Toolbox: Regular Expression Testing Tool

  Jan 5, 2015   |      Brand Hunt

amps regex

The regex developer toolkit If you’re a multi-discipline developer (like us!) it can be difficult bouncing between languages with different regular expression grammars. There are often command line utilities to help and you can always write code to test your patterns against test data.

That said, there are some great regular expression testing tools online that make it really easy to write and test your regular expression grammars. Our favorite online tool is, because it supports PCRE grammars, which is what we use in our AMPS product and surrounding utilities.

Let’s say I have a list of regionalized topics I publish to for both ORDERS and EXECUTIONS, but want to place a subscription that only selects the all ORDERS topics (^ORDERS_.*$) or everything from the TKO region (^.*_TKO$).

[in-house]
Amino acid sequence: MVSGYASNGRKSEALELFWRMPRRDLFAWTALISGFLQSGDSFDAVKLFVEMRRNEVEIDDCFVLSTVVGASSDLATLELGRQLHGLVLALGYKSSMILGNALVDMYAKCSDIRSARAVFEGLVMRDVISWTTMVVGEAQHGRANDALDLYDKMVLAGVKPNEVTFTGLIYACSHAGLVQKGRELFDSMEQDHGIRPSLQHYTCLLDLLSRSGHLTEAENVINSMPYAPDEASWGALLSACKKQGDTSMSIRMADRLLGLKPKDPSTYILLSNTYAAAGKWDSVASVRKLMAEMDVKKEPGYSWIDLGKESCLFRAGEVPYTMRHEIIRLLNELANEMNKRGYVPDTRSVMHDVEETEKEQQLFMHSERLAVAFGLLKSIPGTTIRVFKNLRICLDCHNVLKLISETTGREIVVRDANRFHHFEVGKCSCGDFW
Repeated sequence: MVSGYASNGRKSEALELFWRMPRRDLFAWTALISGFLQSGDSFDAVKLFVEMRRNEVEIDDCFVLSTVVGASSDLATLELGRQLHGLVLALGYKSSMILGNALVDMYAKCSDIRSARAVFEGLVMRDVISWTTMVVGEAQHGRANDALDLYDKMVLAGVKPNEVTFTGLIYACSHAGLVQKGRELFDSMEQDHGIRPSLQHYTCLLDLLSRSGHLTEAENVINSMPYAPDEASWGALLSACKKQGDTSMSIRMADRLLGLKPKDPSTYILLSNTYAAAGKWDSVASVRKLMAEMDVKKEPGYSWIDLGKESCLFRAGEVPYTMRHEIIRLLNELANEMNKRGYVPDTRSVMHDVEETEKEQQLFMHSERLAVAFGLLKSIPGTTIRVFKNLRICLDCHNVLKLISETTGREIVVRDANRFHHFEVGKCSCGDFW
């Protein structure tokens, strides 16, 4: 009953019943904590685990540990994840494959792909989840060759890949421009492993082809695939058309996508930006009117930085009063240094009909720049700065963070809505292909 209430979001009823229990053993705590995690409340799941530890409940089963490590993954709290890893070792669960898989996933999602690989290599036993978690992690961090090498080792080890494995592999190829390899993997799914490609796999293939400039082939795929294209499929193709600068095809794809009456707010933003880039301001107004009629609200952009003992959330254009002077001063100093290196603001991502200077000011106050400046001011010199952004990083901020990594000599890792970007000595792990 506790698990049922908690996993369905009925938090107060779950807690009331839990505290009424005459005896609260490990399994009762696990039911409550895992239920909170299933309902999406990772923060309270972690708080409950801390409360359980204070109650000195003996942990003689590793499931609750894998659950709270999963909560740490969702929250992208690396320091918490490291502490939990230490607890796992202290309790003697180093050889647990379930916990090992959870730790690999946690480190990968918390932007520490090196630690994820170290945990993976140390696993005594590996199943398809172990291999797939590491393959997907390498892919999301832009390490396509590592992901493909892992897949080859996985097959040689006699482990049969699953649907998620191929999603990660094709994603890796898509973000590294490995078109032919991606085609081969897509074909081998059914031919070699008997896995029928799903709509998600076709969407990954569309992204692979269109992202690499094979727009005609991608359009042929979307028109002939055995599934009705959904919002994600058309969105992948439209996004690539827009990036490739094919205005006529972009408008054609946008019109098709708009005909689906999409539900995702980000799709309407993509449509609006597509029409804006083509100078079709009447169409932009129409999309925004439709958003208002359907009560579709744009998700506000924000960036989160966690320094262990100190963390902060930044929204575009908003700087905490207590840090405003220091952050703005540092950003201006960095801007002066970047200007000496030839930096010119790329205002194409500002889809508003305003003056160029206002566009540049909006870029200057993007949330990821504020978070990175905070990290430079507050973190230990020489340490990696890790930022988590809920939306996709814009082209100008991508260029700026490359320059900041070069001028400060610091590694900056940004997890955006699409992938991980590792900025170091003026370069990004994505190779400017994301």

Here’s how you’d use the tool to write a fancy regular expression:

  1. Goto!
  2. Add the list of the topics you publish to in the “TEST STRING” box: List of topics
  3. Add the test pattern to the “REGULAR EXPRESSION” test box, notice I’ve also selected the “pcre” regular expression flavor, because PCRE is the grammar used in AMPS topic regular expression matching: Test pattern
  4. You’ll notice that nothing in my pattern matches, but that’s because I need to add a couple of special modifiers to get the multiline matching to work in this sandbox. If you add mg to the modifier box like in the next snapshot, you’ll see that the correct topics are matching. The m is for multiline matches where ^ and $ operate on the line rather than the entire input string, which is handy for a list of topics like we’re using. Also, the g says you want to match globally, not just the first match. Test pattern with mods
  5. Notice also the right-hand side of the page that explains the grammar to you in English with descriptions of all modifiers and a list of frequently used tokens – a nifty feature! Explanation

Summary: We hope you find this tool as useful as we do. It really makes testing regular expressions easy and the ability to bounce between Javacript, Python, and PCRE is a real time saver.

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